Boxwood.

I’ve used them all!

They add texture, and more importantly, a variety of color.

This year, I used just three: eucalyptus, magnolia leaves, and lambs ear.

Gas fireplace with white wood mantle and large round mirror hanging above with Christmas garland with eucalyptus

When you add the eucalyptus, change the direction when you tuck each piece in.

Have some pointing up, some pointing down, some going to the left, and some to the right.

I love how the blue-green color looks, don’t you?

Gas fireplace with white wood mantle and large round mirror hanging above with Christmas garland with more greenery added

Next, I used faux magnolia leaves.

I got this bush from Hobby Lobby at a discount, and separated it into individual leaves.

Tuck these leaves in the same way: change direction for each one.

But!

Be sure to tuck them in so lots of the brown undersides show.

Gas fireplace with white wood mantle and large round mirror hanging above with Christmas garland and magnolia leaves

Go ahead and tuck in some of the lambs ear too.

I only had a few sprigs, but their velvety texture and grayish green color really do add a little something extra.

You could even use clippings from shrubs around your home to make it even more budget-friendly!

4. Add Some Spiller

When you create a container garden, the general rule of thumb is to use three kinds of plants: a thriller, a filler, and a spiller.

So far we’ve mostly been creating the filler layer of your Christmas mantel garland.

Now, it’s time for some spiller!

You’ll need to use a floral stem instead of a pick.

Faux pine bough floral stem

The floral stem is long enough to be able to spill over the front of your mantel.

Gas fireplace with white wood mantle and large round mirror hanging above with Christmas garland

Simply tuck the long stems under the garland you’ve already created.

I had to bend the long stems for the ones along the front of the fireplace.

5. Don’t Forget Extra Color and Texture

Now it’s time for the thriller part of your Christmas mantel display!

This is the part that’s easy to change up from one year to the next.

You can change your color scheme by adding different colored berries or other florals.

Last year I used red berries.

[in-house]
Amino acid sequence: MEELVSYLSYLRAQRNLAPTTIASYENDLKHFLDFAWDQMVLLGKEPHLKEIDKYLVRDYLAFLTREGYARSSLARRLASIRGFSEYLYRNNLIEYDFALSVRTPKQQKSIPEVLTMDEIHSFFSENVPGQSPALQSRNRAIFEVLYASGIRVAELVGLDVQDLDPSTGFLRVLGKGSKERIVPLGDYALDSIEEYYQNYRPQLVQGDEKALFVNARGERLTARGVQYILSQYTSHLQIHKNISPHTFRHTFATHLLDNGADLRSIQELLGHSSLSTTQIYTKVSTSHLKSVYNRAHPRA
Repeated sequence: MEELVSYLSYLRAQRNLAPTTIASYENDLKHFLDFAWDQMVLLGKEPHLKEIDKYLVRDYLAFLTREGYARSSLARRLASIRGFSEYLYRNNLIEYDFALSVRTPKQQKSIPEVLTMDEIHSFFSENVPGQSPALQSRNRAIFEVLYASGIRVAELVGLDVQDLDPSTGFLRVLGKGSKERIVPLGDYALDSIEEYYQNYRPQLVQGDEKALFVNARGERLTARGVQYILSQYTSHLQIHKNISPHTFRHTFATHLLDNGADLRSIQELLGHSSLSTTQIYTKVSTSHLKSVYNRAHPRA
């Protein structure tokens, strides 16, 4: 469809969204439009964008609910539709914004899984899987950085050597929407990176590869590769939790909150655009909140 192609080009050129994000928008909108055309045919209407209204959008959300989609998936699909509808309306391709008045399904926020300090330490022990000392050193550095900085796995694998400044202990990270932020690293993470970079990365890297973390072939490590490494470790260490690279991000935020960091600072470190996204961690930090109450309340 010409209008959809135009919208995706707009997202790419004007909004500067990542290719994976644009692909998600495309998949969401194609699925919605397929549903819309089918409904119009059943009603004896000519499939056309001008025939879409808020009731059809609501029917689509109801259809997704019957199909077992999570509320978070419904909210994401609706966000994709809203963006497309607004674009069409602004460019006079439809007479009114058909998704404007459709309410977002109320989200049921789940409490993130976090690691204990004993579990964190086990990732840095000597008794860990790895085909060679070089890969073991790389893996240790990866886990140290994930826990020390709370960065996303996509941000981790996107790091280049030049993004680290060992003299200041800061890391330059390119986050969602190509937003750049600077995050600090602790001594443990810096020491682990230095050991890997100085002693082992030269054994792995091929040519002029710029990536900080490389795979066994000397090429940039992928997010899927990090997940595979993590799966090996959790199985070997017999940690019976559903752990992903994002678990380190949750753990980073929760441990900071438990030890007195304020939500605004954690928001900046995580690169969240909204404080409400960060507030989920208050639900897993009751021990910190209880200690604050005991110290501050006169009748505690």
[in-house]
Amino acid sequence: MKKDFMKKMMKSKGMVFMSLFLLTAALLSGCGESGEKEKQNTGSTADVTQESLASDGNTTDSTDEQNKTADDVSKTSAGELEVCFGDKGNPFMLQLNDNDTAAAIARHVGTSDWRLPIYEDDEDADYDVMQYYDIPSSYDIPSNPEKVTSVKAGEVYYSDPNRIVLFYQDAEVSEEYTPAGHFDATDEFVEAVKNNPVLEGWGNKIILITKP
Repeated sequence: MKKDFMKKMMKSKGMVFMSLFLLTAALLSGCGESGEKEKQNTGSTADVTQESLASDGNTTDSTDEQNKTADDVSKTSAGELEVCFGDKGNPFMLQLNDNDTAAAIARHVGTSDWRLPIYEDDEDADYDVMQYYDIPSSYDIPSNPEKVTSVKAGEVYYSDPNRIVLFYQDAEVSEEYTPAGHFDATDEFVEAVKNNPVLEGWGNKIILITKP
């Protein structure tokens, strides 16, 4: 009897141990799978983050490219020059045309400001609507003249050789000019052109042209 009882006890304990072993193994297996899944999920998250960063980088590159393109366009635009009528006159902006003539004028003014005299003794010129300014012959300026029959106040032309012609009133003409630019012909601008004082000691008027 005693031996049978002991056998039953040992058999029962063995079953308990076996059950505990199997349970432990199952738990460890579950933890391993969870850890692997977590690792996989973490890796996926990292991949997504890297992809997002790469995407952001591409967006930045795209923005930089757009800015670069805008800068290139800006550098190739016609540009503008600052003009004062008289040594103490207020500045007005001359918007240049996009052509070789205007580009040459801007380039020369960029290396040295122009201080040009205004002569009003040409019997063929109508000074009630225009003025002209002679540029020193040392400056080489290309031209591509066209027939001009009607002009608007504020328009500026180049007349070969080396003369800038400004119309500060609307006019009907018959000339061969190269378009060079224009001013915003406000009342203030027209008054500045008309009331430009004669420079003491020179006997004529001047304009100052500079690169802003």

This year, I was inspired by the colors in my Christmas stockings, and decided to use gorgeous golden pears.

You can see how I hung the stockings here.

I used faux pears that I’ve used to decorate for spring, summer, and fall!

Gas fireplace with white wood mantle and large round mirror hanging above with Christmas garland with other greenery and pears

The star of my fireplace at Christmas is really the garland, but I love adding a little sparkle with candles.

My collection of vintage brass candlesticks complement the golden colors of the pears.

6. Light It Up!

The number one question I got about my Christmas mantel garland last year was about the lights.

Fireplace with painted marble surround decorated for Christmas with South House Designs stockings and greenery

Aren’t they fabulous?

I didn’t want the wires to be overly visible, so micro lights were the way I wanted to go.

When I found this set of lights designed for Christmas trees, I knew it was exactly what I wanted to use!

It has 16 wires with 42 micro lights on each wire. The wires are all connected at one end.

The end with all the connected wires is in the center of the mantel, and the wires are split equally on each side of the fireplace.

overhead view of microlights on multiple wires inside greenery

I love that the wires are thin and easily bendable!

It was so easy to wrap each wire around all the little branches and stems.

Close up of unlit microlights on wires wrapped around Christmas greenery on a mante;

Even though the wires may stick up a tiny bit, they blend perfectly into the greenery of the mantel garland.

And when the lights are on, all you notice is the way the whole garland sparkles!

Close up of lit microlights on wires wrapped around Christmas greenery on a mante;

Creating a Christmas mantel that’s truly the focal point of your space is simple and budget-friendly when you customize inexpensive garland.

Fireplace with painted marble surround decorated for Christmas with South House Designs stockings and greenery

If you have any questions or suggestions, contact me or leave a comment!